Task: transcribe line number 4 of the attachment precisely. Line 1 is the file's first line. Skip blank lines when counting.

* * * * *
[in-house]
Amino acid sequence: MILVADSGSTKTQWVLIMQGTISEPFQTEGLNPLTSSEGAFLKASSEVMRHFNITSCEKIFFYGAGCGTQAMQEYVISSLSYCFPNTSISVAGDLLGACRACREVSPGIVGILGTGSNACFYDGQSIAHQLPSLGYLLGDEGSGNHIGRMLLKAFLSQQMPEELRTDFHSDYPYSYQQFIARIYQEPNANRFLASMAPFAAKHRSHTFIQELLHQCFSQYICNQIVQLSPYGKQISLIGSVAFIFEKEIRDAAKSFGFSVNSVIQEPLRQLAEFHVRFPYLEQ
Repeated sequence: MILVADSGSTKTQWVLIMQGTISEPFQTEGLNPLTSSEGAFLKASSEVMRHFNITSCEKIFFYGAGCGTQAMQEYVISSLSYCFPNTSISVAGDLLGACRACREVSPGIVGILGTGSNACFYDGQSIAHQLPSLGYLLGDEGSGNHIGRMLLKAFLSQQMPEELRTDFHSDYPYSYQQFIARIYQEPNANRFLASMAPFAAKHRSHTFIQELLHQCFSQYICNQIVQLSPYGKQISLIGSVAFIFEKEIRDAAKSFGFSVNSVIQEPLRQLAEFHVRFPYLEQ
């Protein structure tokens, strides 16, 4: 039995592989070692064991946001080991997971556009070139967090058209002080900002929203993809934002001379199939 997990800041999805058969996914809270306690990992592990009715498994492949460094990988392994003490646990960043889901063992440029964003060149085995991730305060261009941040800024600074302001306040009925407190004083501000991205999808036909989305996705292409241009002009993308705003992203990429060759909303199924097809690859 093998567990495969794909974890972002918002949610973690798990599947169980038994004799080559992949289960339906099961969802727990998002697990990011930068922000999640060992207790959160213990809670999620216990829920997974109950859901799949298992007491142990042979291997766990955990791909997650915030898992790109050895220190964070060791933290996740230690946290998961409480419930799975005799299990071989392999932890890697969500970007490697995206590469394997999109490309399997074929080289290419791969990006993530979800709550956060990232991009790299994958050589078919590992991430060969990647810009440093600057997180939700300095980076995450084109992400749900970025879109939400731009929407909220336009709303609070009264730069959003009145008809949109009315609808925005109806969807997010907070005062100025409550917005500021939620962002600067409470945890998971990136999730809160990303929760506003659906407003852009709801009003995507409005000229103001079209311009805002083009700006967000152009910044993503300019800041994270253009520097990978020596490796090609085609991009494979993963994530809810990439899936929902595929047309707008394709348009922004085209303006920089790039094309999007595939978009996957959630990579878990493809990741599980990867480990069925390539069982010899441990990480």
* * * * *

């Protein structure tokens, strides 16, 4: 039995592989070692064991946001080991997971556009070139967090058209002080900002929203993809934002001379199939 997990800041999805058969996914809270306690990992592990009715498994492949460094990988392994003490646990960043889901063992440029964003060149085995991730305060261009941040800024600074302001306040009925407190004083501000991205999808036909989305996705292409241009002009993308705003992203990429060759909303199924097809690859 093998567990495969794909974890972002918002949610973690798990599947169980038994004799080559992949289960339906099961969802727990998002697990990011930068922000999640060992207790959160213990809670999620216990829920997974109950859901799949298992007491142990042979291997766990955990791909997650915030898992790109050895220190964070060791933290996740230690946290998961409480419930799975005799299990071989392999932890890697969500970007490697995206590469394997999109490309399997074929080289290419791969990006993530979800709550956060990232991009790299994958050589078919590992991430060969990647810009440093600057997180939700300095980076995450084109992400749900970025879109939400731009929407909220336009709303609070009264730069959003009145008809949109009315609808925005109806969807997010907070005062100025409550917005500021939620962002600067409470945890998971990136999730809160990303929760506003659906407003852009709801009003995507409005000229103001079209311009805002083009700006967000152009910044993503300019800041994270253009520097990978020596490796090609085609991009494979993963994530809810990439899936929902595929047309707008394709348009922004085209303006920089790039094309999007595939978009996957959630990579878990493809990741599980990867480990069925390539069982010899441990990480």